Tuesday, July 29, 2008

The Old Man (Lil Ditty Bout Jack n Diane)

He wasn't there today.

The man in the cemetery on the road I pass everyday at the same time was missing. Not missing as in “ we found his car idling on the side of the road and him no where in sight". He just wasn't there.

But I know his story.

I read it in his demeanor. The way he drooped as he leaned against his late-model Ford. The way his neck was cricked to the side, just so.

Jack had met Diane fifty or so years ago in a small café in Philly while there on business. She had slipped up to his table, youth swaying in her hips like an a cappella tango, and set the steaming cup of hours-old coffee on the table in front of him. The tiny white apron was snuggly tied at her waist, which was small for such a tall girl.

She looked down at him, hazel eyes meeting his with a smile, "Would you care to try the Shepherd's pie? It's the cook’s specialty, and we've got a little left."

"Yes. Yes, that sounds perfect, thank you", he smiled back, handing her the tattered paper menu.

That was all it took. Jack was married with three lovely kids, but the weekend he spent with Diane would change him forever. He hadn't had the courage to touch her, though her eyes invited him many times before he quit her, and one kiss as they parted ways left a taste on his lips sweeter than a ripened mango.

He left her with only his card, and the knowledge that they wouldn’t meet again.

One day months later when his secretary laid his mail amidst the piles on his worn mahogany desk, among it was a letter from her. He silently slit the envelope and pulled out the neatly-folded paper. It was the most moving and heartfelt letters he'd ever received.

They began to write and wrote back and forth for many years, rarely going more than a few months without some correspondence. Stories, poems, and rattlings of day-to-day events were shared with a flowering of words and thoughts that neither'd known they possessed. Jack saw her only once more, in a photograph she sent years later. Her hair had become dappled with gray, and the smile in her eyes had spread from their corners and down her cheeks. Though there was something romantically desolate about the picture, he found her lovelier than ever.

After his youngest child married, and his wife passed, Jack decided to find her. He needed to see her again. Feel her breath on his cheek again. Read to her as she fell asleep, and name every nuance in her eyes. He hadn't heard from her in a few months, but since his retirement, the letters had been necessarily less frequent.

He traveled to where she lived, and imagined the surprise she would find to see him at her door. She'd never married, though against acceptance, had had children by a man long gone. Stepping up the stone stair to her front door, he wondered for a moment if the time for this had not already come and gone, if he was too late to come back for her. He forced a quick rap at the door before he lost his nerve.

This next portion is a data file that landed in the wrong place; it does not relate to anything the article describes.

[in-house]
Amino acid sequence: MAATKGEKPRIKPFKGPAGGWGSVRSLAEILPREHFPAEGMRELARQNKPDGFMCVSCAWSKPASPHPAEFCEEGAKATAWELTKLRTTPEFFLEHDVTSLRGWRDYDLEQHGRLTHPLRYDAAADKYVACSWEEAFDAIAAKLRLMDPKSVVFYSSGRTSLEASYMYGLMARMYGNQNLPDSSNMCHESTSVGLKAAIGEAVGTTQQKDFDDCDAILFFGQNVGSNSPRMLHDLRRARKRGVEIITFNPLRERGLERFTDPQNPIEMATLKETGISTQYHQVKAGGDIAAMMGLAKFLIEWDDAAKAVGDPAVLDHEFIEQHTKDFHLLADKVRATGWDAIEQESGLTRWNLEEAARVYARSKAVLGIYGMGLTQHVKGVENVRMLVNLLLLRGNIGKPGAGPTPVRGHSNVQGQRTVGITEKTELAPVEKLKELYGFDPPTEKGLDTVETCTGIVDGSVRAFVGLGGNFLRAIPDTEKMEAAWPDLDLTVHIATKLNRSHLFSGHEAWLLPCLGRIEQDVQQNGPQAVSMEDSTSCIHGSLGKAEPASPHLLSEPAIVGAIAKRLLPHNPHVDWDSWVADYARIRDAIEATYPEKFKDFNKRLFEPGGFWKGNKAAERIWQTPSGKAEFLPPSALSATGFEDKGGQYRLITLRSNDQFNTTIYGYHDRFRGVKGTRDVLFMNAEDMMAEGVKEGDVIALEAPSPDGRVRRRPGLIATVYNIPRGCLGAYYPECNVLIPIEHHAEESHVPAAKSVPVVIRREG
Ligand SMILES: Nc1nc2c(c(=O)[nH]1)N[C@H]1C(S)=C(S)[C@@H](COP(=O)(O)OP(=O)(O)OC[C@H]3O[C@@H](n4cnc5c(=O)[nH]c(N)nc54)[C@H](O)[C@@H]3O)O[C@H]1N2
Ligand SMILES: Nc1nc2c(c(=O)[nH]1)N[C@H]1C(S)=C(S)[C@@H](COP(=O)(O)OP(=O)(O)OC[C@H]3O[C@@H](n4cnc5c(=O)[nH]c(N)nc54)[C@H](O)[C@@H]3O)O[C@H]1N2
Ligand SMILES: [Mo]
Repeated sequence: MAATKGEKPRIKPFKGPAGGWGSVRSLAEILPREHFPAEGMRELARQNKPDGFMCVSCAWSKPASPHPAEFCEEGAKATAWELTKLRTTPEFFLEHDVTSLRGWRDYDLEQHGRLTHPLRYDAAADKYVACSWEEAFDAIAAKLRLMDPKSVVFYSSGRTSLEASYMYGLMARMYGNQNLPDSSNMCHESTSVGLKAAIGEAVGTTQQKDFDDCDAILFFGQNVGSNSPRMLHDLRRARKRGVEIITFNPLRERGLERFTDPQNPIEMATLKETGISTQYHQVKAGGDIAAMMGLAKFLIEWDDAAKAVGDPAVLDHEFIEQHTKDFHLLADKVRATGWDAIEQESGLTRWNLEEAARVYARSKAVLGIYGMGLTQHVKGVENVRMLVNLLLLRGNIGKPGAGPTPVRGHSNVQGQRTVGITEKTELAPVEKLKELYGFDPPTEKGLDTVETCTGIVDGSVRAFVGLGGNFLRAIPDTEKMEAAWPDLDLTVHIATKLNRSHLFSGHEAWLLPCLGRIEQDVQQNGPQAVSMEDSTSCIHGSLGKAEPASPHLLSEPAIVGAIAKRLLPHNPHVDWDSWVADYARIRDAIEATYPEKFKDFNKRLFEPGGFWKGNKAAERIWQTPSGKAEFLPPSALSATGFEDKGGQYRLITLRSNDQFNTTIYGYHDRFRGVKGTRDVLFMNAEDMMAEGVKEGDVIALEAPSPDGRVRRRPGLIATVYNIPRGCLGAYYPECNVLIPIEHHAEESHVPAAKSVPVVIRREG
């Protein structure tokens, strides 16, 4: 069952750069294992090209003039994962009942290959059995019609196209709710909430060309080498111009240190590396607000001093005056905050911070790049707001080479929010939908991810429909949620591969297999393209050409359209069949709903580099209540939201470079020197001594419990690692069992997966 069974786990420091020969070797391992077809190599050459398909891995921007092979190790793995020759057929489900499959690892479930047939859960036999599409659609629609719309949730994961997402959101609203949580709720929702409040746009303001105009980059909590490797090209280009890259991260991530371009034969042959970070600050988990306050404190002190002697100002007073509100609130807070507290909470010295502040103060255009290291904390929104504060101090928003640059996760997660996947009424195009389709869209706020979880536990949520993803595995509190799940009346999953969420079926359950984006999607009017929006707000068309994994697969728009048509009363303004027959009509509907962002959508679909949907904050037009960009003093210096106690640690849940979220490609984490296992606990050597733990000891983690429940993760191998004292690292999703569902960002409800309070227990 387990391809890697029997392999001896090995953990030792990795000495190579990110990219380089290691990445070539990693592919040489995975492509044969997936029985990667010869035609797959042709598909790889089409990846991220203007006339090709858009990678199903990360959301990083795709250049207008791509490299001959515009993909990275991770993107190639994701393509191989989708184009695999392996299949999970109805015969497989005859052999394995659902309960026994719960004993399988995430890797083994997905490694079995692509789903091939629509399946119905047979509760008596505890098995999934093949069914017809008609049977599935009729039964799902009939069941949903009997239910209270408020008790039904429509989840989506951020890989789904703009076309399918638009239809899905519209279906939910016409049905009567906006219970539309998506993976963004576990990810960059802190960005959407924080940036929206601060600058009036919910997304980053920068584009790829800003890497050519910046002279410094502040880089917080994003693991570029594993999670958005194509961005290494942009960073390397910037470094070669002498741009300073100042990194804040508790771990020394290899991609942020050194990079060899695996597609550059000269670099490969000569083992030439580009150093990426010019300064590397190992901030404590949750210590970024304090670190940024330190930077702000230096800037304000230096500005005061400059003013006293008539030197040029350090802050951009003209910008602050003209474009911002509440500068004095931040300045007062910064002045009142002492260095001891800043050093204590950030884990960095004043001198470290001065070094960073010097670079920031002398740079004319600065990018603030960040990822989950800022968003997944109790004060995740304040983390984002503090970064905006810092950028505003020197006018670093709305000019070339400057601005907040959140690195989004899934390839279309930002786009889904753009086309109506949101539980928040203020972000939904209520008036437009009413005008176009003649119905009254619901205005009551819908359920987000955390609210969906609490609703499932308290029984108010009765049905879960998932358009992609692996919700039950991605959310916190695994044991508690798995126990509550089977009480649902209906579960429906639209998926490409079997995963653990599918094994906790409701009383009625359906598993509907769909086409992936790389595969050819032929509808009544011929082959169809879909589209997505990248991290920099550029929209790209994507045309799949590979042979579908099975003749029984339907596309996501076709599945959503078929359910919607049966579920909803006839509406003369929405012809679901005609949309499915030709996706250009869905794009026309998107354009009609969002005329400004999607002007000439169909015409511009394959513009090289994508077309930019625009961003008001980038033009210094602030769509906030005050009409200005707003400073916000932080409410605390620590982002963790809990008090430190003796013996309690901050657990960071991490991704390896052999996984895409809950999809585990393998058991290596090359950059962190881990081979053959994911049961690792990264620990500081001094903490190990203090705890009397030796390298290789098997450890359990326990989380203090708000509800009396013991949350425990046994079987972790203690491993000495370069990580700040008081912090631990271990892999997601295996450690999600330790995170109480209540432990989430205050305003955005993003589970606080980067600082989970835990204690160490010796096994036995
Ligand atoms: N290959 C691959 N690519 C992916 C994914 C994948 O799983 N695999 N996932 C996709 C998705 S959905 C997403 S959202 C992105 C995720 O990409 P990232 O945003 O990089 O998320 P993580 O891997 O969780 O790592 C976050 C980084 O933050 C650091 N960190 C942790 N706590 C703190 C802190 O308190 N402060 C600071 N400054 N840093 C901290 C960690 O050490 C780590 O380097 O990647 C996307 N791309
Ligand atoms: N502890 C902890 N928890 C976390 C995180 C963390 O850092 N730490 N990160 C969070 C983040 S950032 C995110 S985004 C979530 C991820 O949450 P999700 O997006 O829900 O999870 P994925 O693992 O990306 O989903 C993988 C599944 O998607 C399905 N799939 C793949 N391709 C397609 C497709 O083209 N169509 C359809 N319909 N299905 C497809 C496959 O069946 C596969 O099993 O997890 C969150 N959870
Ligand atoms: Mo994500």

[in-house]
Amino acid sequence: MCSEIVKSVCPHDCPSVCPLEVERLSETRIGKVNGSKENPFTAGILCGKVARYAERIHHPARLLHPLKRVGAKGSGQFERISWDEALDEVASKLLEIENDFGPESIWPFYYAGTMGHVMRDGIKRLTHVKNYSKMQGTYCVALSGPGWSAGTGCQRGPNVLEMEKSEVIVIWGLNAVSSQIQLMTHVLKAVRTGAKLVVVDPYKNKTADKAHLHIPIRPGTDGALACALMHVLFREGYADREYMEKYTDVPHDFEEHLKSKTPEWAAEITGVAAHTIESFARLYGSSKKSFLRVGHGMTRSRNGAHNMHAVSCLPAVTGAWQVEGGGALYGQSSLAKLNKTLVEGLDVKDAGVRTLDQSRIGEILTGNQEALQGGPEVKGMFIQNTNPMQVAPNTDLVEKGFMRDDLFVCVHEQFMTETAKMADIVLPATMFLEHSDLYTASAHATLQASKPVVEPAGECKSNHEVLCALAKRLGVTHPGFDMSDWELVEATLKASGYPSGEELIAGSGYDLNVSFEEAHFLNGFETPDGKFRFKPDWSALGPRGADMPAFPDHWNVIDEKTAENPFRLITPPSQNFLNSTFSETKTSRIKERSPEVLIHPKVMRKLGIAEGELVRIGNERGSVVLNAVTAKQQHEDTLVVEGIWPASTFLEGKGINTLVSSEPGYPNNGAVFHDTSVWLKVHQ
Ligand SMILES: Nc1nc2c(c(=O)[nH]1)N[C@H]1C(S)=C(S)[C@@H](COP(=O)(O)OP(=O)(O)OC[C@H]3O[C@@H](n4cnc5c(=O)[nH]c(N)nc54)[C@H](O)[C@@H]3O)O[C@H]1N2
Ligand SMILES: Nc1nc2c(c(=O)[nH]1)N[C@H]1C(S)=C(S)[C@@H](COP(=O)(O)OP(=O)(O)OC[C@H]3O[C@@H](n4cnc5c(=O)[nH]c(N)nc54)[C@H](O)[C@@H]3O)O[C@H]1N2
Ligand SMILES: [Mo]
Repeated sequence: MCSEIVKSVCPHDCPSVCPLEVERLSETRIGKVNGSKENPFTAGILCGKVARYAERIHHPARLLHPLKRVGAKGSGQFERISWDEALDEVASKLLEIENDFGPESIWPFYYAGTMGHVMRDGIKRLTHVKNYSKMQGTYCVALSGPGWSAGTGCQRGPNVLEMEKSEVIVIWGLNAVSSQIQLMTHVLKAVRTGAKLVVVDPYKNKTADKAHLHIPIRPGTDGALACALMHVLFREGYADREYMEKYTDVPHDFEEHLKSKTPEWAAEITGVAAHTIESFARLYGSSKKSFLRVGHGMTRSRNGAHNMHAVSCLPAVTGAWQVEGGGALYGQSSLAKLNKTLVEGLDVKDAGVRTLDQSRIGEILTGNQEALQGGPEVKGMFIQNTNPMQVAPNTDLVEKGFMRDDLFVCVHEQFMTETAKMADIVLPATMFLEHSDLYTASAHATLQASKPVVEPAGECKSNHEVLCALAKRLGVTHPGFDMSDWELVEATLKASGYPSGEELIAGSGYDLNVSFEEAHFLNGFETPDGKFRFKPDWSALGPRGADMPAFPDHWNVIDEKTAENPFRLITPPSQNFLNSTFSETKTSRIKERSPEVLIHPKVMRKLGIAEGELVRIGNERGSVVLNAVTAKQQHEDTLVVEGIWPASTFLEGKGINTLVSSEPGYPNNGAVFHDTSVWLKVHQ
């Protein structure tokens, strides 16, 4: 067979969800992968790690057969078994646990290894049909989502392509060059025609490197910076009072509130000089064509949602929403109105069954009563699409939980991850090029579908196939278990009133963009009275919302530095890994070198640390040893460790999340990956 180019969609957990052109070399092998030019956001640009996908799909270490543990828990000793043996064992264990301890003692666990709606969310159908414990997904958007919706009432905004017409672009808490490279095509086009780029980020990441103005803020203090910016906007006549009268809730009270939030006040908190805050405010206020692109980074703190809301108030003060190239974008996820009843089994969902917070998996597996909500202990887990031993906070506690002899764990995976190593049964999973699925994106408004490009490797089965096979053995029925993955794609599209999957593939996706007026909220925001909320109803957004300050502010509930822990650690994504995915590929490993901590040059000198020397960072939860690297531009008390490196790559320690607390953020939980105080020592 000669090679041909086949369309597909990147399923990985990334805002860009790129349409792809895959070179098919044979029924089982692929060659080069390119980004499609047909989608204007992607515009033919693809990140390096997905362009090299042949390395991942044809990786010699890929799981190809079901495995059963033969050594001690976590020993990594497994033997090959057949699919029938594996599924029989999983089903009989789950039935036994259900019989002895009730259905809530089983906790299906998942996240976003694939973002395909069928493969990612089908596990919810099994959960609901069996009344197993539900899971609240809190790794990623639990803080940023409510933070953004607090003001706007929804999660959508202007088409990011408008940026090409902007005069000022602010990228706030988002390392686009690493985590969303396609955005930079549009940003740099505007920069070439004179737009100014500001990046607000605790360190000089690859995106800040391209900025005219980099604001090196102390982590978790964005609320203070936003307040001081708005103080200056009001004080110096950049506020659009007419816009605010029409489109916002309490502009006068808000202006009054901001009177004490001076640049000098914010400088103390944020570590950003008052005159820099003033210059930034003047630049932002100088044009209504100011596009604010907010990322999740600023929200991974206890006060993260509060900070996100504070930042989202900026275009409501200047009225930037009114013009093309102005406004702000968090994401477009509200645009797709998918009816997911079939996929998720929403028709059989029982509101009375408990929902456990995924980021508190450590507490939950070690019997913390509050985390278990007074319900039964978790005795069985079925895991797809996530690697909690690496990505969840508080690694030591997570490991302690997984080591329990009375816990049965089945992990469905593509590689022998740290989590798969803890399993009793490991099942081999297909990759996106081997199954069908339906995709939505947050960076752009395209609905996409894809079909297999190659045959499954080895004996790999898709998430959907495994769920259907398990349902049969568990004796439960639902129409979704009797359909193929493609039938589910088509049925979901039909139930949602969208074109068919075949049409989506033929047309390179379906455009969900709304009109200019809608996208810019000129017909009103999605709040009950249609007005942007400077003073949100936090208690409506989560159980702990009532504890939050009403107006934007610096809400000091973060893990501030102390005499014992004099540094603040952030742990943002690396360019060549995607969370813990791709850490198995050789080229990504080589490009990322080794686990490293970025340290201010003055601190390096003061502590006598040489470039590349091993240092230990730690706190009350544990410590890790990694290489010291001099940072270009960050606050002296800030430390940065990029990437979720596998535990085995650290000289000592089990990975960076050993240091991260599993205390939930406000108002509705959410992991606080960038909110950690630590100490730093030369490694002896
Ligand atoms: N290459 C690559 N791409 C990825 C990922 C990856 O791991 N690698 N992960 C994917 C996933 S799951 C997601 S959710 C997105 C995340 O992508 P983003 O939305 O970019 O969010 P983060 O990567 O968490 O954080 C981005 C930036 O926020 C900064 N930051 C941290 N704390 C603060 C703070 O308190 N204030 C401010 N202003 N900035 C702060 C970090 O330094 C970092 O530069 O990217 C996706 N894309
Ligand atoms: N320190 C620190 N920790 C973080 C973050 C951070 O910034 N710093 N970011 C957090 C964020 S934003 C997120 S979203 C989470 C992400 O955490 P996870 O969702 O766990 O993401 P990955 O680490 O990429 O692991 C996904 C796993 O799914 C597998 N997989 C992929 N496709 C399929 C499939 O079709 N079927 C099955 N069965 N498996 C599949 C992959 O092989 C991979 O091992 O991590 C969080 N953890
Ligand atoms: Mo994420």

A woman, mid thirties, answered the door. She was tall and thin, and in everyway familiar except for the blonde hair that fell neatly onto her shoulders.

"May I help you?"

"Yes, miss. I'm looking for Diane Johnson".

"Can I ask why?" she said, the features of her face hardening almost imperceptibly.

"Well….I am an old friend, and I've come to town hoping to visit her. Can you please tell her Jack is here?"

"Jack?" She stood staring. A tear trembled on her eyelid and then slowly rolled down her cheek. "You're him, aren't you? You're the one she waited for."

Jack smiled, "She talked about me? Well, I guess I'm one and the same."

"But……well…..I'm so sorry. My mother passed away a month and a half ago.”

Jack spent the rest of the afternoon with Emily, talking about Diane, looking at the photographs that illustrated the story of her life that'd she'd been sharing with him all along. They went to her grave together and he traced the words on her headstone with his fingers. He knelt and wept.

A few months later Jack moved to the town where Diane was buried. He'd spent his whole life wanting to be near her, and living to be what he was supposed to be. He spent every sunrise and sunset at her grave. They were her favorite times of the day. The times he'd only once spent with her in life, and only for two days. For a couple years he did little but read, write, trek the few hours to visit his grandkids, and visit Diane.

Until finally the sun waned, and its setting would last forever.


Char said...

and thus endeth the lesson about waiting, no?

Periodically Consistent said...

Aye. But it's so gray.....doing what is right for everyone else, and doing what is right for yourself. If you are too late, at least you gave someone a melo-romantic story to tell :)